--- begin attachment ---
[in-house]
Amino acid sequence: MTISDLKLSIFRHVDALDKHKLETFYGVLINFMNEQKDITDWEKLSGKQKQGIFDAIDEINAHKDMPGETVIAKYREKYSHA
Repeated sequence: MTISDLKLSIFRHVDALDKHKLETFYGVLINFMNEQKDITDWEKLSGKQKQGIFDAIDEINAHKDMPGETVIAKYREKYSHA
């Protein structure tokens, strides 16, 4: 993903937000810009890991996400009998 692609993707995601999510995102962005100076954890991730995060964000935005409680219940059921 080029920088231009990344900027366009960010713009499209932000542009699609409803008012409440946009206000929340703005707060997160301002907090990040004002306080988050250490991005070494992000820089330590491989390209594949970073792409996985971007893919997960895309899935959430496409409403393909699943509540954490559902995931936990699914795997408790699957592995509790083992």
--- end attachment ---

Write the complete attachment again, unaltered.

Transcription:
[in-house]
Amino acid sequence: MTISDLKLSIFRHVDALDKHKLETFYGVLINFMNEQKDITDWEKLSGKQKQGIFDAIDEINAHKDMPGETVIAKYREKYSHA
Repeated sequence: MTISDLKLSIFRHVDALDKHKLETFYGVLINFMNEQKDITDWEKLSGKQKQGIFDAIDEINAHKDMPGETVIAKYREKYSHA
């Protein structure tokens, strides 16, 4: 993903937000810009890991996400009998 692609993707995601999510995102962005100076954890991730995060964000935005409680219940059921 080029920088231009990344900027366009960010713009499209932000542009699609409803008012409440946009206000929340703005707060997160301002907090990040004002306080988050250490991005070494992000820089330590491989390209594949970073792409996985971007893919997960895309899935959430496409409403393909699943509540954490559902995931936990699914795997408790699957592995509790083992």